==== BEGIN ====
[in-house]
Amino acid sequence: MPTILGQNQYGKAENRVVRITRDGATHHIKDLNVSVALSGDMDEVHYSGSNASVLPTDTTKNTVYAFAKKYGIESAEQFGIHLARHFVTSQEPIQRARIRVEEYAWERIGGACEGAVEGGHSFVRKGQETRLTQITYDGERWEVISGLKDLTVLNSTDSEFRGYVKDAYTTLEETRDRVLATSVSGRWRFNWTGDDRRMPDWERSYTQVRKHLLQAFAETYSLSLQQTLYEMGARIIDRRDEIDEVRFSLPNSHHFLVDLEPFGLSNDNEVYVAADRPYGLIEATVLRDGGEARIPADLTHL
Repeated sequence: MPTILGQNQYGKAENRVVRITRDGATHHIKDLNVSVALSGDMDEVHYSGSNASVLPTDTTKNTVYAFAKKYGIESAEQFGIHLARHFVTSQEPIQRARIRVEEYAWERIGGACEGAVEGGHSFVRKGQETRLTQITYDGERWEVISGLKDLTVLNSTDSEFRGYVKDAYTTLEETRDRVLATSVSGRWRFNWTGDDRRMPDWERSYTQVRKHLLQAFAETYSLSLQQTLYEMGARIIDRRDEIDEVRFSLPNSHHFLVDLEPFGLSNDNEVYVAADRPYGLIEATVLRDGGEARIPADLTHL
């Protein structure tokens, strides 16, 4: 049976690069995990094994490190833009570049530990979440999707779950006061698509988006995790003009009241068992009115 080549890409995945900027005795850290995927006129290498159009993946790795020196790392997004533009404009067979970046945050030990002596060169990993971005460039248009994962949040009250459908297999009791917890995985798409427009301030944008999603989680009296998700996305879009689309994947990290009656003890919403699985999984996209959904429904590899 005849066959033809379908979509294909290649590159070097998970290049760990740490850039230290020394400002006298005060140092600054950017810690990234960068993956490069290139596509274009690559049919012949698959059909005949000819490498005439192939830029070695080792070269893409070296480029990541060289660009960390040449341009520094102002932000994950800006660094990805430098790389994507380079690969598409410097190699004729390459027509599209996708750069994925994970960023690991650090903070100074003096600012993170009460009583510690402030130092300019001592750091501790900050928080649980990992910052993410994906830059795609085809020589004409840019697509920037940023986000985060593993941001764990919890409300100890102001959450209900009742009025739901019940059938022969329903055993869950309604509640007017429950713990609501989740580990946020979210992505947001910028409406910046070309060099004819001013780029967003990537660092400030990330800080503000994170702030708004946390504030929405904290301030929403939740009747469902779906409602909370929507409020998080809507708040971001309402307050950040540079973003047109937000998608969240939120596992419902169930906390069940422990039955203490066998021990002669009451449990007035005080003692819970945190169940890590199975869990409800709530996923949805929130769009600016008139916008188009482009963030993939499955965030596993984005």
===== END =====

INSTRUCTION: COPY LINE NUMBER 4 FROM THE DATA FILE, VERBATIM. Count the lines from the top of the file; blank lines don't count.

């Protein structure tokens, strides 16, 4: 049976690069995990094994490190833009570049530990979440999707779950006061698509988006995790003009009241068992009115 080549890409995945900027005795850290995927006129290498159009993946790795020196790392997004533009404009067979970046945050030990002596060169990993971005460039248009994962949040009250459908297999009791917890995985798409427009301030944008999603989680009296998700996305879009689309994947990290009656003890919403699985999984996209959904429904590899 005849066959033809379908979509294909290649590159070097998970290049760990740490850039230290020394400002006298005060140092600054950017810690990234960068993956490069290139596509274009690559049919012949698959059909005949000819490498005439192939830029070695080792070269893409070296480029990541060289660009960390040449341009520094102002932000994950800006660094990805430098790389994507380079690969598409410097190699004729390459027509599209996708750069994925994970960023690991650090903070100074003096600012993170009460009583510690402030130092300019001592750091501790900050928080649980990992910052993410994906830059795609085809020589004409840019697509920037940023986000985060593993941001764990919890409300100890102001959450209900009742009025739901019940059938022969329903055993869950309604509640007017429950713990609501989740580990946020979210992505947001910028409406910046070309060099004819001013780029967003990537660092400030990330800080503000994170702030708004946390504030929405904290301030929403939740009747469902779906409602909370929507409020998080809507708040971001309402307050950040540079973003047109937000998608969240939120596992419902169930906390069940422990039955203490066998021990002669009451449990007035005080003692819970945190169940890590199975869990409800709530996923949805929130769009600016008139916008188009482009963030993939499955965030596993984005």